The Gospel adventure of Andrew and John began with three simple words: Come and see! As devout Jews, they had recited Psalm 66 often enough to be familiar with the inspired author's invitation to look over, so to speak, the history of God's mighty deeds for His Chosen People. But when the young Rabbi from Nazareth answered their shy query, Teacher, where do you stay? with Come and see, they were admitted into a deeper, more direct experience of God's tremendous deeds among men.



Psalm 66





Cry out with joy to God;
all the earth,
0 sing to the glory
of His Name.
0 render Him glorious praise.
Say to God
"How tremendous Your deeds!
Because of the greatness
of Your strength
Tour enemies cringe before You.
Before You all the earth shall bow,
shall sing to You,
sing to Your Name!"
Come and see the works of God
tremendous His deeds among men.
He turned the sea into dry land,
they passed through the river dry-shod.
Let our joy then be in Him;
He rules forever by His might.
His eyes keep watch over the nations:
let rebels not rise against Him.
0 peoples, bless our God,
let the voice of his praise resound,
of the God who gave life to our souls
and kept our feet from stumbling.
For You, 0 God have tested us,
You have tried us as silver is tried:
You led us, God into the snare;
You laid a heavy burden on our backs.
You let men ride over our heads;
we went through fire
and through water
but then You brought us relief.

Come and See!


Come and see, the angel said to the women who came to the tomb early in the morning on the first day of the week. The women thought they were going there to complete the ancient burial rite, for their revered Master instead of the angelic Come and see sent them running as witnesses to the new life of the Resurrection.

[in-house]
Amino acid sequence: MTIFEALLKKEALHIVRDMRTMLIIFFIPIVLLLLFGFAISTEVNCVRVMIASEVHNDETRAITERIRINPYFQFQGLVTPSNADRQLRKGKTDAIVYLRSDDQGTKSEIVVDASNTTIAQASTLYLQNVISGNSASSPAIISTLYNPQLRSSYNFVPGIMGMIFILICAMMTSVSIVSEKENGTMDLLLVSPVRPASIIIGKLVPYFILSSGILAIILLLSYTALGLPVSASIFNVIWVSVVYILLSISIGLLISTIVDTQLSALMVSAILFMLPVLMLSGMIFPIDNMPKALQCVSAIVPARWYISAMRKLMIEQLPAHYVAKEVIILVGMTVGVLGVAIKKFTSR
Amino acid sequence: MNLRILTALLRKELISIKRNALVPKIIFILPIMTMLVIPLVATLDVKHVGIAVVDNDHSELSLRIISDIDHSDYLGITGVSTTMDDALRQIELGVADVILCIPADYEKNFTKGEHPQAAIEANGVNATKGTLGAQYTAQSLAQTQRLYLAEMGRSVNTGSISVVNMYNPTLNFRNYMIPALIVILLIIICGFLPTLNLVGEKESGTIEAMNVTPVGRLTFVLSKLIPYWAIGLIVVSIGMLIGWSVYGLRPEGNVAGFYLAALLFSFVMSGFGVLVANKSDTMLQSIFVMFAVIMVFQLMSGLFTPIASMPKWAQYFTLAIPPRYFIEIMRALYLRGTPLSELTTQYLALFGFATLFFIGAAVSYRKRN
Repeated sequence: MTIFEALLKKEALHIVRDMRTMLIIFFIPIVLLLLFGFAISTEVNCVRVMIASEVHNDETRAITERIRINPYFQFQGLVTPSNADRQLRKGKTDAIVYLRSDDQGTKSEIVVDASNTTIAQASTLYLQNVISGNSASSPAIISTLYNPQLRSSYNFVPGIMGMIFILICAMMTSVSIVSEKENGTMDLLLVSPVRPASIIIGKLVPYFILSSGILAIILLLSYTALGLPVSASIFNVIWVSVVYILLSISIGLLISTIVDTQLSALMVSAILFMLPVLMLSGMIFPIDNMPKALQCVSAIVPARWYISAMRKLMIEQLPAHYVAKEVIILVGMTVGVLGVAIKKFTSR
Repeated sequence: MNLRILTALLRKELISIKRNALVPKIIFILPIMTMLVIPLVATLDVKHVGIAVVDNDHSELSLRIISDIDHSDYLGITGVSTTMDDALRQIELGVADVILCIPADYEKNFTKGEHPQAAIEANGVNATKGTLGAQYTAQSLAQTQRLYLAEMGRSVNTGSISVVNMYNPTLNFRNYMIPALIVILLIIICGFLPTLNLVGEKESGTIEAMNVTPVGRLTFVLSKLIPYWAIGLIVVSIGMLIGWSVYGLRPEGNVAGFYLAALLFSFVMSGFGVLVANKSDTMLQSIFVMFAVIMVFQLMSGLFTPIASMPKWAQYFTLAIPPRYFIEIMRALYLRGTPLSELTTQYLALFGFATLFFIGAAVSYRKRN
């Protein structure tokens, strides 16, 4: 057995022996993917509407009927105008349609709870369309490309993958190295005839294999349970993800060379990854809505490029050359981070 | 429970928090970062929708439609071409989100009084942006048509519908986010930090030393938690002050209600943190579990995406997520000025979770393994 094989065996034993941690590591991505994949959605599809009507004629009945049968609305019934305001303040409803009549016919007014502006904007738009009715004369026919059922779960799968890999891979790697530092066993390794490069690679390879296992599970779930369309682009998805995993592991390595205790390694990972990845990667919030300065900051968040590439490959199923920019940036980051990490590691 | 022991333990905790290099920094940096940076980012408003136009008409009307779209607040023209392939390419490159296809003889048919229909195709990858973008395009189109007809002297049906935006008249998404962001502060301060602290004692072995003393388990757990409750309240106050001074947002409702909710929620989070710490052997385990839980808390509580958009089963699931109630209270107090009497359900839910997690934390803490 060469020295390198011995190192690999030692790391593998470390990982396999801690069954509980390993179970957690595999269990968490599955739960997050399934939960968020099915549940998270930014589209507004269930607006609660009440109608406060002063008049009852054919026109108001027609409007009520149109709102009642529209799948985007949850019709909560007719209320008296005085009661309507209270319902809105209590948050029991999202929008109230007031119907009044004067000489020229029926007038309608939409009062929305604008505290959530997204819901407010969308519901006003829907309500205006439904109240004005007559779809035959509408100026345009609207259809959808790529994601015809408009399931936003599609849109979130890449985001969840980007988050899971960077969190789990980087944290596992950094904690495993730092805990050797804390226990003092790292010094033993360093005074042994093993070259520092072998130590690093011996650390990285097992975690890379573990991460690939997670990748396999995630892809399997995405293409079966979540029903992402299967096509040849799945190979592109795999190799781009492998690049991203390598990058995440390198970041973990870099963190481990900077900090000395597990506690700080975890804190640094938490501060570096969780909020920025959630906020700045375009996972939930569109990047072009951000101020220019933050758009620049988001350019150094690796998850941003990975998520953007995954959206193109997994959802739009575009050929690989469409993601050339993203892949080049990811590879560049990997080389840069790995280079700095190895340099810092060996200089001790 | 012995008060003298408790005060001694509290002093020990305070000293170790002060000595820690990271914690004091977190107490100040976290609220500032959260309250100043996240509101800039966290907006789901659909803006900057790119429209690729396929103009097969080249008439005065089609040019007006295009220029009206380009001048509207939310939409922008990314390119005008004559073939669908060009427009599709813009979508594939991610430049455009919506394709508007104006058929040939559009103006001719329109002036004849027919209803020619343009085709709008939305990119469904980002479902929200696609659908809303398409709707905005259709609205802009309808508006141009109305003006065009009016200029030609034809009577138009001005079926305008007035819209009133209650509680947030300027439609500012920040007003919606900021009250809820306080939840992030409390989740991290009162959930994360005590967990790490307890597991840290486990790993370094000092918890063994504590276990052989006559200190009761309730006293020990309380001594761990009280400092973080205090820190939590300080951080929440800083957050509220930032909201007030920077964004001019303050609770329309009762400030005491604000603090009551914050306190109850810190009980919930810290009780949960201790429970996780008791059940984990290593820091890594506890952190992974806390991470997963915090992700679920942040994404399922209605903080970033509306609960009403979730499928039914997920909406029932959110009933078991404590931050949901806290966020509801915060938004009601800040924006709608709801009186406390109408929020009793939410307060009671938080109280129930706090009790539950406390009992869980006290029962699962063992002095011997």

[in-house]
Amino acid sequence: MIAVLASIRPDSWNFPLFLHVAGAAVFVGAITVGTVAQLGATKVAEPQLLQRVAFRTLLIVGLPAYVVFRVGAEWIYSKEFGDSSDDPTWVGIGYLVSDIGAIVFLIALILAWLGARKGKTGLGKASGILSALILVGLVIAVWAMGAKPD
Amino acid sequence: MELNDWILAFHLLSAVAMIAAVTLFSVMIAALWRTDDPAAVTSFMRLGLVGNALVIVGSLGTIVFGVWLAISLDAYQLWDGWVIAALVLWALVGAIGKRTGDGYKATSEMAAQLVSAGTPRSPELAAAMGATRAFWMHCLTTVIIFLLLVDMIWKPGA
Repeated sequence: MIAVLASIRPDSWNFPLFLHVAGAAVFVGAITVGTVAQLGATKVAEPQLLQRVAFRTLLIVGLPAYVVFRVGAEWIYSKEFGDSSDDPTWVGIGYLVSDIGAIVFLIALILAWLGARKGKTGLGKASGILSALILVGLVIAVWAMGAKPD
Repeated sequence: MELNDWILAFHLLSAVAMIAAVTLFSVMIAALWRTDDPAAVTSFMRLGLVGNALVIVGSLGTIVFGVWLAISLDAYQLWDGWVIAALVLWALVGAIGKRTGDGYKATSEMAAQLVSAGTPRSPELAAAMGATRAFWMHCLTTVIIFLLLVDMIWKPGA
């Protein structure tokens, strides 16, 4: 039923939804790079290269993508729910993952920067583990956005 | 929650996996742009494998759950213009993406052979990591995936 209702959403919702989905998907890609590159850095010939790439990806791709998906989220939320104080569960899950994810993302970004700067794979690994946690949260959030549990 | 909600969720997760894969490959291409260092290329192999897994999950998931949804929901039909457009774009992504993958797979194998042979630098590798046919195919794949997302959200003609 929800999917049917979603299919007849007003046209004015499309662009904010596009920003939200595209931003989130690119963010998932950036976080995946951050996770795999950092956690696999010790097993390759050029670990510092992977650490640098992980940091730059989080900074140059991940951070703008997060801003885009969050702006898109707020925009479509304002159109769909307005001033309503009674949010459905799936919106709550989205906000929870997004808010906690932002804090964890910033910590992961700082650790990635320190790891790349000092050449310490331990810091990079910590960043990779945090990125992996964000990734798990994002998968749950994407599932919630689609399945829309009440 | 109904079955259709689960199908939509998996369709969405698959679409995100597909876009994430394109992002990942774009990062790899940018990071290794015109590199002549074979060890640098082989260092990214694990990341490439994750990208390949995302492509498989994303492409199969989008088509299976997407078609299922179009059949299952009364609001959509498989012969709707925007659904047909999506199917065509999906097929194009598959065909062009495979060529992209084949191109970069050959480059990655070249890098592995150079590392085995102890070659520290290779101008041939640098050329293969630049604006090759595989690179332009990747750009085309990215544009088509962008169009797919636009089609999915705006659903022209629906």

The step by step unfolding of Francis of Assisi's conversion to Christ was, in a sense, a great Come and see experience. And it did not end with the merchant son's profession of radical Gospel poverty. As his way of life became known, more and more people responded to God's invitation to Come and see what He was doing in and through the Poor Man of Assisi. The wealthy Bernard, the peasant Giles, the canon Sylvester came, saw, and stayed, forming the nucleus of what is now one of the largest religious families in the Church.
For the psalmist, for the Apostles and the holy women, for Francis and his first followers, the Lord's simple summons, Come and see, opened out into a lifetime of service and sacrifice, praise and prayer, witness and joy. Come and see invited them to look deeply into salvation history, to remember not only that His eyes keep watch over the nations but also that, even in the midst of trials and tribulations, God is the One who gives life to our souls and keeps our feet from stumbling.
To every searching heart, our Lord still says, Come and see. It takes courage to make that leap into the unknown realm of faith where God lives and works. There we begin to see the world, history, other people and even ourselves from a totally different perspective, through His eyes.
Wonderful things happen when we come and see that God is at work everywhere and in everything. The realities of which the psalmist sang become part of our life's history, too. We find freedom and joy, grace and gladness. We become people of praise who, like St. Francis, can call upon creation to: Cry out with joy to God! Sing to the glory of His Name! Render Him glorious praise! And in every event, we can in truthsay to God: "How tremendous Your deeds!"
HOME         BACK          FORWARD